Remember back when you were a kid and your parents were freaking out about the gypsy moths destroying all their trees? Ok, well the late 80’s early 90’s since most of you reading this probably aren’t the same age as me… Gypsy moths were really a big concern when I was young. My parents wrapped black tar like sticky bands around all our trees to keep the caterpillar from climbing up. My siblings and I were taught what the egg masses, caterpillars, and moths looked like so they could be killed if found. It was a whole thing. And then… I mostly forgot about them over the years. They just didn’t seem to be that big of a deal anymore.
Well, apparently they are making a comeback. If you Google “gypsy moth” you get all sorts of articles that pop up about outbreaks, invasions, and even frass rain, aka way too much caterpillar poop. Thankfully, I have not found any trees here that are raining frass, but unfortunately I have found more caterpillars than I’ve seen since I was a kid. Last year I found a few, which I promptly smashed, but didn’t find any trees on the property with notable damage. This year though, the caterpillars found our beautiful weeping cherry tree 😟 There is notable damage. I never saw the egg masses, but I’ve been smashing as many of the caterpillars as I can reach…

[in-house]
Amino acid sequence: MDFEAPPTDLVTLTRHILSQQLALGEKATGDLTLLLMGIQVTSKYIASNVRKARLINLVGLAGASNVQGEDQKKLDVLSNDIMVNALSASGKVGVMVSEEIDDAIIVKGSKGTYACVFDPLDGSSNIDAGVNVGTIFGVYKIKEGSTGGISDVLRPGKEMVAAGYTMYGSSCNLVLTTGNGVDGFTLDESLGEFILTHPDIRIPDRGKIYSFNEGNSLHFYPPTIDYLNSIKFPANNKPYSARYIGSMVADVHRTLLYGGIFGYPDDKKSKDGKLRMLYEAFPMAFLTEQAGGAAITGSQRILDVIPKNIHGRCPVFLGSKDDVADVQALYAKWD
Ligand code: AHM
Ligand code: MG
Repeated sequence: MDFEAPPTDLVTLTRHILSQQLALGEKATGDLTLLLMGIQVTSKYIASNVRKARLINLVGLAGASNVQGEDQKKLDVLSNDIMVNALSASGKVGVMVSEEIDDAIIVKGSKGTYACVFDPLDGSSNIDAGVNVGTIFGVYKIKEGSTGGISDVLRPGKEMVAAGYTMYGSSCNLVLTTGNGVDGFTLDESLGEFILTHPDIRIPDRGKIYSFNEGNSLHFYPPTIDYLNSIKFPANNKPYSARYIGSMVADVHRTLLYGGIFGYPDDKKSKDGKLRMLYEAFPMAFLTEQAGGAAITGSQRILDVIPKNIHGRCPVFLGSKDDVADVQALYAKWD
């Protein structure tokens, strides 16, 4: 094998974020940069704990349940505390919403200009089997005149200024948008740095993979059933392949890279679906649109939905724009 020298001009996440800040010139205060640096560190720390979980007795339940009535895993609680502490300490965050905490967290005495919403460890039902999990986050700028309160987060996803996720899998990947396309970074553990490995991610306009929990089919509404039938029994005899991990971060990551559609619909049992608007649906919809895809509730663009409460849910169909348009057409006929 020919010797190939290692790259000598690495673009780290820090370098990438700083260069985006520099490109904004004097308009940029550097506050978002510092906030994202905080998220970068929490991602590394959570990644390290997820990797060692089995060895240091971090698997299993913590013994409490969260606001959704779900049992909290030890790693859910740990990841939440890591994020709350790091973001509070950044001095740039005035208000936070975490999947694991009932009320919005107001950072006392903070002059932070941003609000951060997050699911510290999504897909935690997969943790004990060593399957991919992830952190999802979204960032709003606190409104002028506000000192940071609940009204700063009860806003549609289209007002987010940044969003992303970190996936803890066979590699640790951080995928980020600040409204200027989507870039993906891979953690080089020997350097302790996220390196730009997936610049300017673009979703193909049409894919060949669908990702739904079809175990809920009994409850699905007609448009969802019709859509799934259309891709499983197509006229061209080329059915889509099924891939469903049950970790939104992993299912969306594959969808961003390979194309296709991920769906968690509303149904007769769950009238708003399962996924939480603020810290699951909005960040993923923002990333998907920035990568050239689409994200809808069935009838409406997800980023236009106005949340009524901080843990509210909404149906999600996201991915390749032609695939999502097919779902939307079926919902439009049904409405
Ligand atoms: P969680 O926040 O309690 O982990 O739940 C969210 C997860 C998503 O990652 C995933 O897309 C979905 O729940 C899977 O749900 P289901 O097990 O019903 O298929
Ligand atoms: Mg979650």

Gypsy Moths, Lymantria dispar, are originally from Europe. They were actually intentionally introduced to eastern North America around 1870 with the intent of using them to make silk. Unfortunately, not only did using the gypsy moth for the silk industry not work out, but a bunch of the specimens escaped. Gypsy moths, specifically their caterpillars, eat a huge variety of hardwood trees found in North America. And they have been steadily eating their way westward ever since their introduction (check out this cool time lapse distribution map). Although their population levels aren’t overwhelming every year, everywhere, population levels apparently do spike every handful of years (like this year).
If you see these strikingly marked caterpillars in your area – confirm with an entomologist – then smash them.
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The links below are Amazon.com affiliate links. This means that, at zero cost to you, I will earn an affiliate commission if you click through the link and finalize a purchase. This helps pay for my blog and keeps it clean and ad free. I am very selective about what I recommend. The books below are all either on my shelf or ones I regularly borrow from the library…
The last book on the right is the older Peterson moth field guide. I still use it a lot, but all the images are of pinned and spread moths. The newer Peterson moth field guide (first book on the left) has images of moths in their natural poses. Both books are good- it just depends on what your needs are. Are you looking at museum specimens or live specimens?